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eISSN: 1643-3750

Alcohol consumption and the risk of colorectal cancer at low levels of micronutrient intake.

Jürgen Wahrendorf, Beata Tobiasz-Adamczyk, Tadeusz Popiela, Karen Steindorf, Wiesław Jedrychowski, Jan Kulig, Agnieszka Penar

Med Sci Monit 2002; 8(5): CR357-363

ID: 420836

Published: 2002-05-15


BACKGROUND: The purpose of our study was to assess the relationship betweensimultaneous exposure to alcohol and consumption of micronutrients that may have protective propertiesagainst colorectal cancer. MATERIAL/METHODS: This hospital-based case-control study of colorectal cancerwas carried out between January 1998 and November 1999 in Cracow, Poland. A total of 180 cases of colorectalcancer confirmed by histopathology were recruited from the University Hospital in Cracow. An equal numberof controls, individually matched by gender and age (+/- 5 years) were chosen from among patients fromthe same hospital with no history of cancer. An interviewer-administered food frequency questionnairecovering 148 food items, including the quantity consumed, was used to assess the typical dietary pattern.RESULTS: When the analysis was carried out on quartile intake data, a consistent inverse associationwas confirmed between the intake of retinol, thiamine or antioxidant micronutrients (carotene, vitaminC and E) and the occurrence of colorectal cancer. Alcohol intake appeared to be an important risk factorfor this cancer site, and the risk increased with the amount of pure alcohol intake. The group with deficientintake of retinol, carotene, and vitamins C and E, but with higher consumption of alcohol, incur a noticeablyhigh risk of colorectal cancer (OR=6.79; 95%CI: 2.08-22.18). CONCLUSIONS: The data support the hypothesisthat higher consumption of alcohol, when combined with low micronutrient intake, may considerably increasethe risk of colorectal cancer.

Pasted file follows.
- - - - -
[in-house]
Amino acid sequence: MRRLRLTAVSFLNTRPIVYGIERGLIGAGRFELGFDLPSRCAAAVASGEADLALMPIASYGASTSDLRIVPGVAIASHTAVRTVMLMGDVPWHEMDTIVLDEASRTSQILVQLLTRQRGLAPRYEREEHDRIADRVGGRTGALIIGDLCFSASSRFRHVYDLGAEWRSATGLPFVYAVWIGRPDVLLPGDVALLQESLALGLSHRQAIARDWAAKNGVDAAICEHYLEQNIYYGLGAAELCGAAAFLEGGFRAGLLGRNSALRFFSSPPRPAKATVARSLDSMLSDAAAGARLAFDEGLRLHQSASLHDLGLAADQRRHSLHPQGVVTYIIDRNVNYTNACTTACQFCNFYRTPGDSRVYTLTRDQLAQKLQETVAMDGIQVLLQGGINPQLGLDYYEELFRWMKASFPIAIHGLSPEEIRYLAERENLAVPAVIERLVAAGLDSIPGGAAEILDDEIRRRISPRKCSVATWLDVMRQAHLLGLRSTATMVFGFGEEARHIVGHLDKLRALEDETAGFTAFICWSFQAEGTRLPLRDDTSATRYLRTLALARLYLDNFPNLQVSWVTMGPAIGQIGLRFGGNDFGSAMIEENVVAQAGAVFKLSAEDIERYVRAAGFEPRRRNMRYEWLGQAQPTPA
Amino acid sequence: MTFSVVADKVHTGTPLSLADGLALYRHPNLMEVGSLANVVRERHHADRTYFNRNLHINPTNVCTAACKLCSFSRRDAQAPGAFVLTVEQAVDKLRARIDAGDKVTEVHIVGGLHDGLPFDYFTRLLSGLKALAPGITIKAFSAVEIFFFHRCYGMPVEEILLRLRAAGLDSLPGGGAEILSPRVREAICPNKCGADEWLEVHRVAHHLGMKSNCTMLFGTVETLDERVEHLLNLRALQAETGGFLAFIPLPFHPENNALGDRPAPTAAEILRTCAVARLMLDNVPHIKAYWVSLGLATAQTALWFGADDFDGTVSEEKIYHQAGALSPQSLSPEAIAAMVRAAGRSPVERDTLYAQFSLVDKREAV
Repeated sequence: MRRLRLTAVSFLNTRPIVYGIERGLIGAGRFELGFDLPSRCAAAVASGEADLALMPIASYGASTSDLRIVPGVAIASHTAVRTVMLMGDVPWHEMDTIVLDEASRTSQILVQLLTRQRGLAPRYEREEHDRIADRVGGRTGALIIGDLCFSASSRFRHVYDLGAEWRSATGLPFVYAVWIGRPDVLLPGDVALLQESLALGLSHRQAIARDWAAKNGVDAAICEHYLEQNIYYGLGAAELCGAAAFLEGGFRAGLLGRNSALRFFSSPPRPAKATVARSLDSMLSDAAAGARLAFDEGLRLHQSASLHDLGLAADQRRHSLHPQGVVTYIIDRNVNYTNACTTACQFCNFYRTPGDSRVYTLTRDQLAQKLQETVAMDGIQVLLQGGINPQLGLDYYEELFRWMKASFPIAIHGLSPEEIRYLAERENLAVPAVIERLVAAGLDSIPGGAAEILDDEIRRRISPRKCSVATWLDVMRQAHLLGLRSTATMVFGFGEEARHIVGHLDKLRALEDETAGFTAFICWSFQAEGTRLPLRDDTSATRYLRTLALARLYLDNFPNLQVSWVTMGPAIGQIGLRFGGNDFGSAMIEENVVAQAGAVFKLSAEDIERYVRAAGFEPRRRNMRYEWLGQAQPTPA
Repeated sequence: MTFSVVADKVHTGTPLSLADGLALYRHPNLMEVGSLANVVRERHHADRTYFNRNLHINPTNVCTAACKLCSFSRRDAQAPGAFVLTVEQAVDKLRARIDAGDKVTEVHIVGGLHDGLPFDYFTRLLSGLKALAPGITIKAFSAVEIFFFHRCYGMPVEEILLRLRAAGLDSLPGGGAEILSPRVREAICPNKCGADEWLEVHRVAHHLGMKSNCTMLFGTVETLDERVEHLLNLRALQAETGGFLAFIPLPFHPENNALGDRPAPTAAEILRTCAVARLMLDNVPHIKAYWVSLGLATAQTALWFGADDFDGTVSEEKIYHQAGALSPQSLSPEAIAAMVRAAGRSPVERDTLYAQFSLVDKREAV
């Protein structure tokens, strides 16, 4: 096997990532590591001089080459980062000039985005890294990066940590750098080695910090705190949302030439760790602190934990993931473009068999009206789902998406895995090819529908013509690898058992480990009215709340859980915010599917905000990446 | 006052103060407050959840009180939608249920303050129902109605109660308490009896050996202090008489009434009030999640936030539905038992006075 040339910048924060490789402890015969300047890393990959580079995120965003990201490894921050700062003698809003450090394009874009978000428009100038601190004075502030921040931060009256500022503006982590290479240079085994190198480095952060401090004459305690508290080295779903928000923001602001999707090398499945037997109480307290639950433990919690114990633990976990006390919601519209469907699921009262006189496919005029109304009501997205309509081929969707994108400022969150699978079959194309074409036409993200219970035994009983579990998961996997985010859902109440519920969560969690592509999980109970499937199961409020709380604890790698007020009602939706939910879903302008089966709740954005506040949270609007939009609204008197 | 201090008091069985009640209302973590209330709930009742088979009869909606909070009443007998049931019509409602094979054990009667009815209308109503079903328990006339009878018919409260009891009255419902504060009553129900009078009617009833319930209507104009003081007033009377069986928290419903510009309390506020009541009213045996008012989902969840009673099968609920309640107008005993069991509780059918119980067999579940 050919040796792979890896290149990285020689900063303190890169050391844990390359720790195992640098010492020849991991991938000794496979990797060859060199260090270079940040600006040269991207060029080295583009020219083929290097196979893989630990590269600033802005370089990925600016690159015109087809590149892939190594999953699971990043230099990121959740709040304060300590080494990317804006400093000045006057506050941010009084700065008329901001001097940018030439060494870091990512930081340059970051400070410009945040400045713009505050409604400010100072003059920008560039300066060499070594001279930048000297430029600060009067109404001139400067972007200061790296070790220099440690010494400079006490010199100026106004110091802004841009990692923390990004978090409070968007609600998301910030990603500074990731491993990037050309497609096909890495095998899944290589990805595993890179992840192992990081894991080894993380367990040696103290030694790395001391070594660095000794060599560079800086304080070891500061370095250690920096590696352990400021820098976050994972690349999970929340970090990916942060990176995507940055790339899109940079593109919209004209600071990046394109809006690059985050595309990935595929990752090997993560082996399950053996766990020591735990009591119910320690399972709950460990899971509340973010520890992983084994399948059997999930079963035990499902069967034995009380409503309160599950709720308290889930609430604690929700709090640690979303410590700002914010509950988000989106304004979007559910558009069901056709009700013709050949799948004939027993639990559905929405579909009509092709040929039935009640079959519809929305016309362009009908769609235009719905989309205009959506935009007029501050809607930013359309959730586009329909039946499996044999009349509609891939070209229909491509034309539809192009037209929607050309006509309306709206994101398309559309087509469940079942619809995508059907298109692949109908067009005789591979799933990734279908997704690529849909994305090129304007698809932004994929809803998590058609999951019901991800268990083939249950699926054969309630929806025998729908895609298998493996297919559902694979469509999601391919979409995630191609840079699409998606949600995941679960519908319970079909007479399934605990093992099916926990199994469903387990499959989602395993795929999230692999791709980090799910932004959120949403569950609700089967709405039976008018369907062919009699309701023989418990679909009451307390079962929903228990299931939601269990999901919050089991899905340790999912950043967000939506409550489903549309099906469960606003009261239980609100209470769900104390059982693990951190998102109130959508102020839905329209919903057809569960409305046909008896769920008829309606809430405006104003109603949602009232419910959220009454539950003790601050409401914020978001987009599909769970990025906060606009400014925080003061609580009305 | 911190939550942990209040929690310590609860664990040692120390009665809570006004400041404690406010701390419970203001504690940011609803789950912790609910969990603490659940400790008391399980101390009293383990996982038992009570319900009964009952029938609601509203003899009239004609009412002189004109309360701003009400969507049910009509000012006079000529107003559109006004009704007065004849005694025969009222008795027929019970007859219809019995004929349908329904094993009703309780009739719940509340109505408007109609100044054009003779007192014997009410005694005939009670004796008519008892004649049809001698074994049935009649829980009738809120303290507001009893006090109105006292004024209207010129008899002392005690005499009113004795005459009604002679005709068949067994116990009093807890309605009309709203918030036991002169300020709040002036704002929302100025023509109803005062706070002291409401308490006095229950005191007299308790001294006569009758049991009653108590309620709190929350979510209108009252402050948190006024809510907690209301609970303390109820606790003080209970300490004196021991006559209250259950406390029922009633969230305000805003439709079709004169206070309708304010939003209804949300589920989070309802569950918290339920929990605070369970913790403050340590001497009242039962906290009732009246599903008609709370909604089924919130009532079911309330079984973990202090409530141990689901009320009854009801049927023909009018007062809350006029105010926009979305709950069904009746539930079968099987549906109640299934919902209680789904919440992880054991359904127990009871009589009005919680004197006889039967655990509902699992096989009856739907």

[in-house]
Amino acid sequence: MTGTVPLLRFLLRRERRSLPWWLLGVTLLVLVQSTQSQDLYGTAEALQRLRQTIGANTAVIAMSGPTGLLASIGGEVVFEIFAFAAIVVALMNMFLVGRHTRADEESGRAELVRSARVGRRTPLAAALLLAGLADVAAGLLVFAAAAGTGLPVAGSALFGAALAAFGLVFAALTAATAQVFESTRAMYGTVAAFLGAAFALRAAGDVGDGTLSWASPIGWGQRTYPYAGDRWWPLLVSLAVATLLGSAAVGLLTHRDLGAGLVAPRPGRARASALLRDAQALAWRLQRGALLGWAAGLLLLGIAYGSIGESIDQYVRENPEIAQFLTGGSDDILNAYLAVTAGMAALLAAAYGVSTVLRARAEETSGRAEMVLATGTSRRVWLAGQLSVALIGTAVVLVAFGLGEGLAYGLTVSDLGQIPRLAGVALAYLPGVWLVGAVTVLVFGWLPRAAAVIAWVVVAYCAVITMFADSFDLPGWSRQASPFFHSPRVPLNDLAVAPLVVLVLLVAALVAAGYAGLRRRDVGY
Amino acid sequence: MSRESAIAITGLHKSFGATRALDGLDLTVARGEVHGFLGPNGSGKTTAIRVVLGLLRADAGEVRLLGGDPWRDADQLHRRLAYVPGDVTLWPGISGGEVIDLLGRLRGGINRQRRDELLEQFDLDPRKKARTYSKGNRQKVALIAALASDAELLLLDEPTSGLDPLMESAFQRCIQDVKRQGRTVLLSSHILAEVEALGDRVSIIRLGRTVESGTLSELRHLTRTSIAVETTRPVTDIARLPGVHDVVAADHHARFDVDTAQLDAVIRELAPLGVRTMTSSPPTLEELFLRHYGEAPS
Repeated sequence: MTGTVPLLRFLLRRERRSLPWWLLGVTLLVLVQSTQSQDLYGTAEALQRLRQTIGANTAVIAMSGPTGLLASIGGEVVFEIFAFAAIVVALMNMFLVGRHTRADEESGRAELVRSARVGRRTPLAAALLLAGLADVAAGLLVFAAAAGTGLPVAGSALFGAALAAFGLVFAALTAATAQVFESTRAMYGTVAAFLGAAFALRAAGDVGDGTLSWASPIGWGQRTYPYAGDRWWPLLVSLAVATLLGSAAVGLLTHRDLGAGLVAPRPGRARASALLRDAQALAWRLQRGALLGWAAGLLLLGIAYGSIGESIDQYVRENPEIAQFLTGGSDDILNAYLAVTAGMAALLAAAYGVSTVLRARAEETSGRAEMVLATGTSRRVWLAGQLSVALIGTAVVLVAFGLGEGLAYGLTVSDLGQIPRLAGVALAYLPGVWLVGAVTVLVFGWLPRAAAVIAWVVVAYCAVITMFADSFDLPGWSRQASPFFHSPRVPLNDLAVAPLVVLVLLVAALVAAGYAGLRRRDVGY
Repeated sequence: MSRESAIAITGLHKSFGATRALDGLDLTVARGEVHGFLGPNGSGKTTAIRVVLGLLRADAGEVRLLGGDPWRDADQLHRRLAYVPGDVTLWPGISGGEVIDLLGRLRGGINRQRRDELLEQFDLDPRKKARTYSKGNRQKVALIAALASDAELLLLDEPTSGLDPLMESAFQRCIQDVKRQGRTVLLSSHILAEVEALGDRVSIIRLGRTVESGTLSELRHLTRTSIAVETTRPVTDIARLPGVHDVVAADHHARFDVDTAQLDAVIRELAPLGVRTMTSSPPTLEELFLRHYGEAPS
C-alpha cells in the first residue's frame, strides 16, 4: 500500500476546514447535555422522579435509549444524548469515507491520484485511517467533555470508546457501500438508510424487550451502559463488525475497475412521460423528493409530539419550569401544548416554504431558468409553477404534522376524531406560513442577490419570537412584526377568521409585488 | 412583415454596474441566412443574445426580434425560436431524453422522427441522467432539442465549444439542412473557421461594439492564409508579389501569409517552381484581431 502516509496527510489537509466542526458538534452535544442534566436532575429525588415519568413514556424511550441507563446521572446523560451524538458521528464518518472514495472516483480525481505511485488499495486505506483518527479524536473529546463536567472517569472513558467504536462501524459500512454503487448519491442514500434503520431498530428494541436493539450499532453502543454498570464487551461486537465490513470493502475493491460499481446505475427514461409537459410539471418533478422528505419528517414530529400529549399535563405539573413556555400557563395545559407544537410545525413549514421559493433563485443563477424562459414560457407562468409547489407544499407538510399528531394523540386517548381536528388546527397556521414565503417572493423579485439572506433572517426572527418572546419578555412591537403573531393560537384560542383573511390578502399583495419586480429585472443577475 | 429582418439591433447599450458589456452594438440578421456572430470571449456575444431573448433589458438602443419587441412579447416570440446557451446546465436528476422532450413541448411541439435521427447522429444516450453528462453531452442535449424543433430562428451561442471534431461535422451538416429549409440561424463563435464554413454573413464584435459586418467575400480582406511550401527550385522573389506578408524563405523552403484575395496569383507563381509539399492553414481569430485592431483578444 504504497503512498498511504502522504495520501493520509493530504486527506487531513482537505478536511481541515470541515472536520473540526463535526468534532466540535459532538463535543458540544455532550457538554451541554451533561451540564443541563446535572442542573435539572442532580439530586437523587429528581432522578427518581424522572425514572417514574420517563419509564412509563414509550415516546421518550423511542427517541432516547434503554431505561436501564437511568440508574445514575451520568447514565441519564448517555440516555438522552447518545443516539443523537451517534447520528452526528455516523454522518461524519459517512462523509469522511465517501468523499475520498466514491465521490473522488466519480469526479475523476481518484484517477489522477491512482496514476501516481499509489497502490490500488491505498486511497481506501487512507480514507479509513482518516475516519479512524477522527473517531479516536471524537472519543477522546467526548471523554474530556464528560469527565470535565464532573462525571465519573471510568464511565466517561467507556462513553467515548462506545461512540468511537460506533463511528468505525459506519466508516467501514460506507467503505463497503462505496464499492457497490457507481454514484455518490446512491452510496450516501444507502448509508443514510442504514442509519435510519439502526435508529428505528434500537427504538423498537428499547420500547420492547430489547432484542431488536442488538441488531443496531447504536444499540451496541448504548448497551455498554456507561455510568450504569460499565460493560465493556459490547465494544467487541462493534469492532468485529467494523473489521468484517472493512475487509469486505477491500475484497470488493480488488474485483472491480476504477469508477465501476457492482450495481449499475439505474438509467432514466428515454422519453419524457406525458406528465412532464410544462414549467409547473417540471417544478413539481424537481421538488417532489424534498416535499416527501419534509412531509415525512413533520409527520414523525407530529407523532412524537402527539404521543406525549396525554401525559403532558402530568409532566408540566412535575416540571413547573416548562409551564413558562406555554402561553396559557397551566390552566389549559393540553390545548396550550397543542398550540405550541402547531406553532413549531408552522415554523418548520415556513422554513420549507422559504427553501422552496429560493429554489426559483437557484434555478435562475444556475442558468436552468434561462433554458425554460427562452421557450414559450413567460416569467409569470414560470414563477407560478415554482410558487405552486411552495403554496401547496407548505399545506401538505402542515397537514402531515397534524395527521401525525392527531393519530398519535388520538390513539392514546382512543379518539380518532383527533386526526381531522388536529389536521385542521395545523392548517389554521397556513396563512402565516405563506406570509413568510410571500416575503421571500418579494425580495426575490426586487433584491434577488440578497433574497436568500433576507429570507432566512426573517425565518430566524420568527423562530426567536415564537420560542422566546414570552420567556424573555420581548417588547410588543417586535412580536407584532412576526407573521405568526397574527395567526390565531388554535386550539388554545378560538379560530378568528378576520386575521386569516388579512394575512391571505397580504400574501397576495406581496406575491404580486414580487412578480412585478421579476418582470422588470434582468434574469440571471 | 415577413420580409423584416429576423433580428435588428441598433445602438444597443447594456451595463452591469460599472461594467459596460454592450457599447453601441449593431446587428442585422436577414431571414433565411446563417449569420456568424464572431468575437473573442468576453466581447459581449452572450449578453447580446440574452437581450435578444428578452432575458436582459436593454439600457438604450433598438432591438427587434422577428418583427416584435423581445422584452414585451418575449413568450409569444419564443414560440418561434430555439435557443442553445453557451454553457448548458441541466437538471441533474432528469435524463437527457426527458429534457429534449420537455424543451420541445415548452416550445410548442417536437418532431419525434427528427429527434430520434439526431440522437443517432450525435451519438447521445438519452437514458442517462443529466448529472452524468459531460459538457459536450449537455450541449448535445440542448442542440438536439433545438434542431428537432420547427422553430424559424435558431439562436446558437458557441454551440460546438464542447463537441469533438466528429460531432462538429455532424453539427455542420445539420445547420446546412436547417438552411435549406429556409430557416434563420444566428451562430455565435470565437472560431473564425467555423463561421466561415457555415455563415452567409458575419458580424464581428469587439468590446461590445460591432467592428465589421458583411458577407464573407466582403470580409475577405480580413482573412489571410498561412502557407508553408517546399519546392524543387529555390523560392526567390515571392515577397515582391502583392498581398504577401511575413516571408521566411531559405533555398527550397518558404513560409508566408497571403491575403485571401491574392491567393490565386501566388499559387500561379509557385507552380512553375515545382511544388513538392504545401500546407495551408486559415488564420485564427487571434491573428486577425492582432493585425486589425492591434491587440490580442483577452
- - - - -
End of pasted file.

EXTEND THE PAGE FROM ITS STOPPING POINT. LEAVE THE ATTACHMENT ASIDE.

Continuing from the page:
Keywords: Adult, Aged, Alcohol Drinking, Antioxidants, Ascorbic Acid, Carotenoids, Colorectal Neoplasms, Female, Humans, Male, Micronutrients, Middle Aged, Odds Ratio, Research Support, Non-U.S. Gov, Risk Factors, thiamine, Vitamin A, Vitamin E



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